Tag Archives: handling a gordon setter

Being an Owner Handler is NOT a Death Sentence

I’m an owner handler exhibitor – well, I used to be an owner handler before I matured into an older lady who runs with a gimp, if she runs at all – I let a handler do the running these days. But, while I was an owner handler I love, love, loved being in the ring, and it goes without saying that my love amplified to a rock music decibel when I won. I’ve finished many dogs from many various classes, especially Bred by Exhibitor, and I’ve won my fair share of trips to the winners circle at Gordon Setter Specialties. Group judging was beyond what I considered my forte, that’s where I’d really expect a dog to shine, and knowing my limitations, that’s when I would choose to step back and let a pro take the lead. Today, because of my physical restrictions, I content myself to sit ring side leading the cheering squad. And, manning the water bucket…and handing over the brush…and passing out the bait…

With that said, frequently, I hear comments by exhibitors about how political the judging was, or how “the win” was stacked before the show even started. And just as frequently, I happened to agree with the judge’s decision that day (even if my dog lost) which left me wondering if falling back on that oft voiced complaint, was doing more harm to exhibitors than most of us realize.  Certainly if you think about it, if my dog with a pro handling was a winner that day, I didn’t think that judging was political…I thought we deserved that win. Wouldn’t you? For the winners sake, and many other reasons, I’m hoping to help bring understanding, especially for folks who are struggling to win, about the many, many variables of conformation judging. Sometimes, and often times, politics had nothing to do with the winners that day. I’d like us to give judges, the pros, and the sport a break, at least when it’s deserved!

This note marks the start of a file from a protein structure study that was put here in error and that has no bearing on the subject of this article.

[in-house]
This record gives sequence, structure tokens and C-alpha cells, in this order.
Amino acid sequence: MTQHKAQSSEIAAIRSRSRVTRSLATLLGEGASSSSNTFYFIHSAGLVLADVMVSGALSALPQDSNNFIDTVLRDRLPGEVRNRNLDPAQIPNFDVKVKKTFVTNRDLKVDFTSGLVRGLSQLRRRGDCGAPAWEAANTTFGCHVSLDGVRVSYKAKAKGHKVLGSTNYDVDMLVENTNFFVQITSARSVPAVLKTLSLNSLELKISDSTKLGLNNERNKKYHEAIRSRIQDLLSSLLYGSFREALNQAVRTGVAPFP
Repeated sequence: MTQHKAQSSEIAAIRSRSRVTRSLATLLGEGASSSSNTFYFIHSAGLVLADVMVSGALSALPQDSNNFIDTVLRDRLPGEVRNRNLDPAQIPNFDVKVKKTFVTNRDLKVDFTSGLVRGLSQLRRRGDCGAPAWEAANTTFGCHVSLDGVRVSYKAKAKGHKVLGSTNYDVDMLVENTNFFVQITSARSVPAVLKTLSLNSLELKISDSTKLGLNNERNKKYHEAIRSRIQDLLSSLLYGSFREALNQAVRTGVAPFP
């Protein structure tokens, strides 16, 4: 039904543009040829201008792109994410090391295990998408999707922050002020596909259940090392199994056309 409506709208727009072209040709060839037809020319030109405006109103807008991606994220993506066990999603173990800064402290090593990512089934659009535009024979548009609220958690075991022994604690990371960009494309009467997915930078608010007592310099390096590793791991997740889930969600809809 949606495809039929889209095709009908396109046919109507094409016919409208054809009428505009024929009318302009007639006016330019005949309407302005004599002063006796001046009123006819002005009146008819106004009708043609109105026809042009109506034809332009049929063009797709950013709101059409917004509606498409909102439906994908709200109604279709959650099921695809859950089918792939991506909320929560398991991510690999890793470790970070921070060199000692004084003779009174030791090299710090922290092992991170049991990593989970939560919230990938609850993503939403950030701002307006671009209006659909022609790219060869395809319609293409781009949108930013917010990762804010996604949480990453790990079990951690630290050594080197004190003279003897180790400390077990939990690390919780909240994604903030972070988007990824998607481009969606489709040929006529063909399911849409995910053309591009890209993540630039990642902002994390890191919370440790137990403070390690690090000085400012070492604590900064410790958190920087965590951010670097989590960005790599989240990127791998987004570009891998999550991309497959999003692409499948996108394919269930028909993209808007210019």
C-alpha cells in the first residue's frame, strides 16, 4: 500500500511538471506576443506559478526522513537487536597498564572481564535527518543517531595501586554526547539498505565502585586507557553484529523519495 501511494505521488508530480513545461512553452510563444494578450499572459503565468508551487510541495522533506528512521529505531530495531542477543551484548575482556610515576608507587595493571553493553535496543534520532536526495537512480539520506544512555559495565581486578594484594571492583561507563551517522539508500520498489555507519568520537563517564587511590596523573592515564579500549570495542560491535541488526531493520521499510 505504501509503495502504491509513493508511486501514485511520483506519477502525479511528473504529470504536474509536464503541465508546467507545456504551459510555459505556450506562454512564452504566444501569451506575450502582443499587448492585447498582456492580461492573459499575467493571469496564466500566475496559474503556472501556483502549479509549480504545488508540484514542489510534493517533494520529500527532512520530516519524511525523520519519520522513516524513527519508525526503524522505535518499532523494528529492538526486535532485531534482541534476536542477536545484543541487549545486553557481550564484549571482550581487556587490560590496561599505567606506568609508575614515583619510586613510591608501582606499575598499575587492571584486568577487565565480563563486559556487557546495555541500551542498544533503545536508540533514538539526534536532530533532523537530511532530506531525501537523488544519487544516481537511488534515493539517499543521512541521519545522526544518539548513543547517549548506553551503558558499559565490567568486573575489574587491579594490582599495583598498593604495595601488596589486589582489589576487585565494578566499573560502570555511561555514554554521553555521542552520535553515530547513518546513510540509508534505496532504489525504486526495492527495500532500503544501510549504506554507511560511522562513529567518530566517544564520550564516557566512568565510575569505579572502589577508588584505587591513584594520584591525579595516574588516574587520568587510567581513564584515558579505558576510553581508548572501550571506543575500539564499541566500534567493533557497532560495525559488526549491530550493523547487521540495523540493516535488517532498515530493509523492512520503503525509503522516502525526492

When I’m watching judging, I am often overwhelmed with the desire to help some hapless exhibitor gain control over their dog, or grab a dog to help the owner learn a better way to groom, or maybe just to shake an exhibitor into consciousness so they go to the ring when called. I’m no professional folks, I’m just like all of you, but one thing I do know, and would share with you, is my belief and experience that the professional often wins because he or she is a professional, doing a professional job. (can you paint your car, bake cupcakes, do taxes, or any one of a million other jobs as well as a pro?) Most times there is an obvious difference in the ring appearance of a professionally handled dog versus the owner entry, and what I would share is that we owner handlers must develop our skill so we look and act like the pro, to make our dogs appear their best, to present only well-groomed, conditioned and trained dogs, if we intend to compete on an equal level. Owner handlers can and do win without doubt, but we too must do the work of a pro, and earn our wins by showing the judge the best our dog has to offer.